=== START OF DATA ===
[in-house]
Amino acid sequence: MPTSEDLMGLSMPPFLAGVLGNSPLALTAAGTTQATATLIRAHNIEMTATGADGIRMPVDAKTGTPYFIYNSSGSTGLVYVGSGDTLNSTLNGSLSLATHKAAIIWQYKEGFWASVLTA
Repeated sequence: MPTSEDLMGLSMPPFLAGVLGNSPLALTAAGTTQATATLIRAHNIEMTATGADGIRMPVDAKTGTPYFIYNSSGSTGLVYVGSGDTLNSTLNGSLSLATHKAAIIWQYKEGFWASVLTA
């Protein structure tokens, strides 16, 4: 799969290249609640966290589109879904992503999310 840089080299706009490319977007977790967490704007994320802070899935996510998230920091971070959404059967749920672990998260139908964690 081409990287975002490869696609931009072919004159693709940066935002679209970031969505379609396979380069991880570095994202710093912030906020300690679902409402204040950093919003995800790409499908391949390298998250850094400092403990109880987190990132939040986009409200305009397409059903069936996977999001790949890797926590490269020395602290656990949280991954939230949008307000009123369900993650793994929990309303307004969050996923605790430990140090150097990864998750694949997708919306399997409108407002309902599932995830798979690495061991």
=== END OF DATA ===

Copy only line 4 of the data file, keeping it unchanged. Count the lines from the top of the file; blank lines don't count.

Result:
């Protein structure tokens, strides 16, 4: 799969290249609640966290589109879904992503999310 840089080299706009490319977007977790967490704007994320802070899935996510998230920091971070959404059967749920672990998260139908964690 081409990287975002490869696609931009072919004159693709940066935002679209970031969505379609396979380069991880570095994202710093912030906020300690679902409402204040950093919003995800790409499908391949390298998250850094400092403990109880987190990132939040986009409200305009397409059903069936996977999001790949890797926590490269020395602290656990949280991954939230949008307000009123369900993650793994929990309303307004969050996923605790430990140090150097990864998750694949997708919306399997409108407002309902599932995830798979690495061991």